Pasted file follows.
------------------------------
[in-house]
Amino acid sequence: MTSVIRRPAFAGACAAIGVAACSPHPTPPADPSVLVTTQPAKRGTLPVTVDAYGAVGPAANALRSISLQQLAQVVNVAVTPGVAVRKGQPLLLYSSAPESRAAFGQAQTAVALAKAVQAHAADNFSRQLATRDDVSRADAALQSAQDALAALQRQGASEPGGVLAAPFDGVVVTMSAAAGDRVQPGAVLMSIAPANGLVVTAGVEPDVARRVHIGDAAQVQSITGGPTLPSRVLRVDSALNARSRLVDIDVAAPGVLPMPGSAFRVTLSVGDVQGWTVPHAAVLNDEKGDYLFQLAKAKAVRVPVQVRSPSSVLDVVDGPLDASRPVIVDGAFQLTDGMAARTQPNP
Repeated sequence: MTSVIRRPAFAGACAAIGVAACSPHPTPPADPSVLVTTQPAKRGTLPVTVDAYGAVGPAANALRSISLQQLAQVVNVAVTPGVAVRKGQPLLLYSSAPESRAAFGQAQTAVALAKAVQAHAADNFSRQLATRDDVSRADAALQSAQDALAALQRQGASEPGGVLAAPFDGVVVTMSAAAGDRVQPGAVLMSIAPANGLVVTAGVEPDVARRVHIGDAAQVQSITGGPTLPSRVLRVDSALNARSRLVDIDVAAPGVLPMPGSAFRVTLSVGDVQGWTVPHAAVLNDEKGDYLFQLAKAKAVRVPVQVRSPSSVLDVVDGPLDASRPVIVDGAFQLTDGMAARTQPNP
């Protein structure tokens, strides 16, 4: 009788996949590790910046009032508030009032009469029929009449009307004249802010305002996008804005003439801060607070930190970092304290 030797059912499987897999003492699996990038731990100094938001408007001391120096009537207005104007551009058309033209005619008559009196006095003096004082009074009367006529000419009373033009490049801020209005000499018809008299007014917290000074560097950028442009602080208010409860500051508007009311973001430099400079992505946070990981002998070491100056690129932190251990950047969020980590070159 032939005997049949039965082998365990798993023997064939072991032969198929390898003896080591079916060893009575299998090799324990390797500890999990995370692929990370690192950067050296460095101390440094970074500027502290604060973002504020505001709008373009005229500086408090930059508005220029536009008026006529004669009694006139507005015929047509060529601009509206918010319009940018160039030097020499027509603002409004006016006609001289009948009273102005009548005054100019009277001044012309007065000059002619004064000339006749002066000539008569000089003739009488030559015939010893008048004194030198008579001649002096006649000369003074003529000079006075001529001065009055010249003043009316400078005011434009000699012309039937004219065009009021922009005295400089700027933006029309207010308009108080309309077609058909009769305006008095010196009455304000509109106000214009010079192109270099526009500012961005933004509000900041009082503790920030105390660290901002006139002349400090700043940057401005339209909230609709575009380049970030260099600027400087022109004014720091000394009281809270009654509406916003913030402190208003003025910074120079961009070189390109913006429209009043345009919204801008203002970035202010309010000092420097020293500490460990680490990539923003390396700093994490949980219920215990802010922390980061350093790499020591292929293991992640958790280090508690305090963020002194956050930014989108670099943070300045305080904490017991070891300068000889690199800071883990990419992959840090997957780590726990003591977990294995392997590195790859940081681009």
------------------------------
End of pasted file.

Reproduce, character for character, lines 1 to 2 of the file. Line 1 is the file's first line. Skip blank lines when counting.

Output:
[in-house]
Amino acid sequence: MTSVIRRPAFAGACAAIGVAACSPHPTPPADPSVLVTTQPAKRGTLPVTVDAYGAVGPAANALRSISLQQLAQVVNVAVTPGVAVRKGQPLLLYSSAPESRAAFGQAQTAVALAKAVQAHAADNFSRQLATRDDVSRADAALQSAQDALAALQRQGASEPGGVLAAPFDGVVVTMSAAAGDRVQPGAVLMSIAPANGLVVTAGVEPDVARRVHIGDAAQVQSITGGPTLPSRVLRVDSALNARSRLVDIDVAAPGVLPMPGSAFRVTLSVGDVQGWTVPHAAVLNDEKGDYLFQLAKAKAVRVPVQVRSPSSVLDVVDGPLDASRPVIVDGAFQLTDGMAARTQPNP